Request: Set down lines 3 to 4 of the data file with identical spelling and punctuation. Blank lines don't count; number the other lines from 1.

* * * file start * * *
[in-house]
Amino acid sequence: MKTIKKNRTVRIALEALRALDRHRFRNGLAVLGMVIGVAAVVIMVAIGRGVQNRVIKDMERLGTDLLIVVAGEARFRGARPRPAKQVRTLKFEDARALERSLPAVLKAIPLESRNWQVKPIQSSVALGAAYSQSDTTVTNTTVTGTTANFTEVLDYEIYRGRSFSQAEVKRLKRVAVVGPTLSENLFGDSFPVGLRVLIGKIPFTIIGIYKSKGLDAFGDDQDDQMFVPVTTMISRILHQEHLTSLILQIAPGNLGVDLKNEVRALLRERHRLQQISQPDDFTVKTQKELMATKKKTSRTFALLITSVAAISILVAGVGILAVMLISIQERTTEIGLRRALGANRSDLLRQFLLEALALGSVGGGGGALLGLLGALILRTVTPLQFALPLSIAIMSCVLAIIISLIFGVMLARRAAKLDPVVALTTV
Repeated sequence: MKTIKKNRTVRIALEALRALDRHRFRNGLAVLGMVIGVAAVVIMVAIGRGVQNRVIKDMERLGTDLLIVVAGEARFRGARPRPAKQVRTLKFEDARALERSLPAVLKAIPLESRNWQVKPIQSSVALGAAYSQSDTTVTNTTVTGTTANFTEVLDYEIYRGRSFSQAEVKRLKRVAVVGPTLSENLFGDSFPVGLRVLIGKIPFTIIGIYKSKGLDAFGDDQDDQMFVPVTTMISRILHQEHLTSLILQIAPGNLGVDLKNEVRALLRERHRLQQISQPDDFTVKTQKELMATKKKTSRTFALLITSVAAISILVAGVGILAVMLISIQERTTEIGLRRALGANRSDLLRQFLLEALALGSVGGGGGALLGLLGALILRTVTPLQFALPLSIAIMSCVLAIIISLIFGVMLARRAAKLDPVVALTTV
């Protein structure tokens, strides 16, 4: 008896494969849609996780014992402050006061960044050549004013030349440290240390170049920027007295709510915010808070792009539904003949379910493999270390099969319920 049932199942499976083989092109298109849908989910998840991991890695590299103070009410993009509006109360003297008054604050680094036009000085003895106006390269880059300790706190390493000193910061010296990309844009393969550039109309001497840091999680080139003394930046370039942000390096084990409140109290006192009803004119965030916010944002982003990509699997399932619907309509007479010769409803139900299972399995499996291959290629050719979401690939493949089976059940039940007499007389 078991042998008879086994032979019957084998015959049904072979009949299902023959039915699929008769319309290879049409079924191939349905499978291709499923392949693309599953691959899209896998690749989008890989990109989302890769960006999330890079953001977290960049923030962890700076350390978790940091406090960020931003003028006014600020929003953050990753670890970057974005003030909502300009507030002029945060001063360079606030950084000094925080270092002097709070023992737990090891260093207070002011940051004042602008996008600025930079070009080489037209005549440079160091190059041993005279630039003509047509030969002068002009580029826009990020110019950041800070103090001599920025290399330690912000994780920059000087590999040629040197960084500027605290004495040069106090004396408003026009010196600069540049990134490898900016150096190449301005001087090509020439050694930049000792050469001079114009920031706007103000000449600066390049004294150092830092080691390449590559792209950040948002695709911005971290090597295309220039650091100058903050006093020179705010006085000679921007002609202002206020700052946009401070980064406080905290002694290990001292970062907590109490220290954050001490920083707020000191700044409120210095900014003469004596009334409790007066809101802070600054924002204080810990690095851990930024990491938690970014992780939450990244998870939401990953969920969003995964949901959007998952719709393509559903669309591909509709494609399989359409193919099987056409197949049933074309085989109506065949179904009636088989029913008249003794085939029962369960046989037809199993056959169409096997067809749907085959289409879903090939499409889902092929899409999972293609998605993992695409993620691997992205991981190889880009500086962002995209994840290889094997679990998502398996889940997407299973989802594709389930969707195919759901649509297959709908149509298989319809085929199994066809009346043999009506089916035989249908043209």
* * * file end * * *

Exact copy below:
Repeated sequence: MKTIKKNRTVRIALEALRALDRHRFRNGLAVLGMVIGVAAVVIMVAIGRGVQNRVIKDMERLGTDLLIVVAGEARFRGARPRPAKQVRTLKFEDARALERSLPAVLKAIPLESRNWQVKPIQSSVALGAAYSQSDTTVTNTTVTGTTANFTEVLDYEIYRGRSFSQAEVKRLKRVAVVGPTLSENLFGDSFPVGLRVLIGKIPFTIIGIYKSKGLDAFGDDQDDQMFVPVTTMISRILHQEHLTSLILQIAPGNLGVDLKNEVRALLRERHRLQQISQPDDFTVKTQKELMATKKKTSRTFALLITSVAAISILVAGVGILAVMLISIQERTTEIGLRRALGANRSDLLRQFLLEALALGSVGGGGGALLGLLGALILRTVTPLQFALPLSIAIMSCVLAIIISLIFGVMLARRAAKLDPVVALTTV
């Protein structure tokens, strides 16, 4: 008896494969849609996780014992402050006061960044050549004013030349440290240390170049920027007295709510915010808070792009539904003949379910493999270390099969319920 049932199942499976083989092109298109849908989910998840991991890695590299103070009410993009509006109360003297008054604050680094036009000085003895106006390269880059300790706190390493000193910061010296990309844009393969550039109309001497840091999680080139003394930046370039942000390096084990409140109290006192009803004119965030916010944002982003990509699997399932619907309509007479010769409803139900299972399995499996291959290629050719979401690939493949089976059940039940007499007389 078991042998008879086994032979019957084998015959049904072979009949299902023959039915699929008769319309290879049409079924191939349905499978291709499923392949693309599953691959899209896998690749989008890989990109989302890769960006999330890079953001977290960049923030962890700076350390978790940091406090960020931003003028006014600020929003953050990753670890970057974005003030909502300009507030002029945060001063360079606030950084000094925080270092002097709070023992737990090891260093207070002011940051004042602008996008600025930079070009080489037209005549440079160091190059041993005279630039003509047509030969002068002009580029826009990020110019950041800070103090001599920025290399330690912000994780920059000087590999040629040197960084500027605290004495040069106090004396408003026009010196600069540049990134490898900016150096190449301005001087090509020439050694930049000792050469001079114009920031706007103000000449600066390049004294150092830092080691390449590559792209950040948002695709911005971290090597295309220039650091100058903050006093020179705010006085000679921007002609202002206020700052946009401070980064406080905290002694290990001292970062907590109490220290954050001490920083707020000191700044409120210095900014003469004596009334409790007066809101802070600054924002204080810990690095851990930024990491938690970014992780939450990244998870939401990953969920969003995964949901959007998952719709393509559903669309591909509709494609399989359409193919099987056409197949049933074309085989109506065949179904009636088989029913008249003794085939029962369960046989037809199993056959169409096997067809749907085959289409879903090939499409889902092929899409999972293609998605993992695409993620691997992205991981190889880009500086962002995209994840290889094997679990998502398996889940997407299973989802594709389930969707195919759901649509297959709908149509298989319809085929199994066809009346043999009506089916035989249908043209």